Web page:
Healthy eating


U.S. Eating Habits Improve Some, But Unhealthy Diets Persist, New Study Finds

Baptist Health Miami Cardiac & Vascular Institute

A poor diet continues to be a major risk factor for obesity, type 2 diabetes, cardiovascular disease, and some cancers. In a new study, researchers found that diet quality among U.S. adults improved modestly between 1999 and 2020.

However, the study also found that the number of U.S. adults with poor diets remains stubbornly high. And socio-economic disparities when it comes to nutrition persist and, in some cases, are worsening.

In the study from the Food is Medicine Institute at the Friedman School of Nutrition Science and Policy at Tufts University, published in the Annals of Internal Medicine, researchers focused on surveys by 51,703 adults between 1999 and 2020. Diet quality was measured using the American Heart Association diet score, a widely validated measure that includes components such as fruits, vegetables, beans and nuts, whole grains, sugary beverages, and processed meat.

Adedapo Iluyomade, M.D., preventive cardiologist at Baptist Health Miami Cardiac & Vascular Institute.

Researchers found that the proportion of adults with poor dietary quality decreased from 49 percent to 37 percent over these two decades, while those with intermediate diet quality increased from 51 percent to 61 percent. They also found that the proportion of adults with an ideal diet improved, but remained strikingly low, from 0.66 percent to 1.58 percent.

The Mediterranean Diet, promoted widely by nutrition and medical experts as ideal, earned the title of best overall diet for the seventh consecutive year, according to the 2024 ratings from U.S. News & World Report

Adedapo Iluyomade, M.D., preventive cardiologist at Baptist Health Miami Cardiac & Vascular Institute, prefers to think of the Mediterranean approach to food as a style of eating, rather than what Americans traditionally call a “diet.”

“As cardiologists, we're not fans of telling people to stick to a particular ‘diet’ because it gives off the aura of a fad,” said Dr. Iluyomade, who leads the
Cardiometabolic Clinic at Baptist Health Miami Cardiac & Vascular Institute. “The goal, really, is to eat a well-balanced diet — one in which you focus on avoiding processed foods and increasing the number of fruits, veggies and whole grains. Whatever style of eating you use to come to that balance will be beneficial.”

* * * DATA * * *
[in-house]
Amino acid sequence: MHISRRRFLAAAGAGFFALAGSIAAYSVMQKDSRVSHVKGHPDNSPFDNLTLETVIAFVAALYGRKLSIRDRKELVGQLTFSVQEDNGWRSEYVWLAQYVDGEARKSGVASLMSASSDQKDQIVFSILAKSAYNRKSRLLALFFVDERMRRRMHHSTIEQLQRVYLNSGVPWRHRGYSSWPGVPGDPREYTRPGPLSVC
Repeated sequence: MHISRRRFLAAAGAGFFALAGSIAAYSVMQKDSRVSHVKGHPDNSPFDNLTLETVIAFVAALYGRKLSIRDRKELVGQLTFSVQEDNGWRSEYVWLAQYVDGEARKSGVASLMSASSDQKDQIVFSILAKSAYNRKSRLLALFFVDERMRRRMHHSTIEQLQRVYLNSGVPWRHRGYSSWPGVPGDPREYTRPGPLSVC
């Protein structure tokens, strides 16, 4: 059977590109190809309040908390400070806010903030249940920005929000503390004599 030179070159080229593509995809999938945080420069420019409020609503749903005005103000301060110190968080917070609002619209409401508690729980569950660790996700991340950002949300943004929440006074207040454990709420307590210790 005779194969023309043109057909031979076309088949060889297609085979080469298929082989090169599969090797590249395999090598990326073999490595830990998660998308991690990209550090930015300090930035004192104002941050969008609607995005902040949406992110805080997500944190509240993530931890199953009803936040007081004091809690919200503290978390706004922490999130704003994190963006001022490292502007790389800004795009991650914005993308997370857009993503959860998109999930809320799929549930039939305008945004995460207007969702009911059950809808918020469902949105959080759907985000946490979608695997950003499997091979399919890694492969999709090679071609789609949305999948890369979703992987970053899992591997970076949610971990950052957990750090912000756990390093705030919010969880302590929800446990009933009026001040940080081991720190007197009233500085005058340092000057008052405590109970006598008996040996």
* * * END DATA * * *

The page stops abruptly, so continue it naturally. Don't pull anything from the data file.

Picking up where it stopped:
The Mediterranean diet is primarily a plant-based eating plan that includes whole grains, olive oil and healthy fats, fruits, vegetables, beans and other legumes, nuts, herbs, and spices. Meat and dairy are eaten in smaller quantities, with the preferred animal protein being fish and seafood, followed by poultry. Red meat is eaten infrequently.

The U.S. government’s dietary guidelines, also known as My Plate, focus on plant-based options. About half of the government’s My Plate is fruits and vegetables, while the other half is grains and protein. Overall, 75 percent of the plate has always been plant-based.

Physicians and dieticians also recommend consuming less sodium, saturated fat and added sugars – all of which contribute to serious chronic conditions, including heart disease, high blood pressure, obesity and type 2 diabetes. 

Decades of research show that foods typical to the Mediterranean diet help improve blood vessel function, reduce the risk of metabolic syndrome and benefit the heart, Dr. Iluyomade says.

Metabolic syndrome is a group of conditions that together raise your risk of cardiovascular disease, diabetes, stroke, and other serious health problems. Metabolic syndrome is also called insulin resistance syndrome. Metabolic syndrome is common in the U.S. – with about 1 in 3 adults being diagnosed. The good news is that it is largely preventable

“The Mediterranean diet has been shown to reduce levels of C-reactive protein in the blood, as well as interleukin-6. These are markers that we use in medicine to determine the level of inflammation in a patient,” explains Dr. Iluyomade. “We know that chronic inflammation is really the driver of coronary artery disease and overall cardiovascular disease, so this anti-inflammatory effect appears to be one of the key mechanisms that benefit cardiovascular health.”

The new study found that gains in dietary quality were “highest among younger adults, women, Hispanic adults, and people with higher levels of education, income, food security, and access to private health insurance,” states a news release on the study from Tufts University. “They were lower among older adults, men, Black adults, and people with lower education, less income, food insecurity, or non-private health insurance.”

While were some modest improvements in U.S. dietary habits, those improvements are not reaching everyone, and many adults are “eating worse,” said Dariush Mozaffarian, cardiologist and director of the Food is Medicine Institute, and senior author on the study, in a statement.  “Our new research shows that the nation can’t achieve nutritional and health equity until we address the barriers many Americans face when it comes to accessing and eating nourishing food.” 

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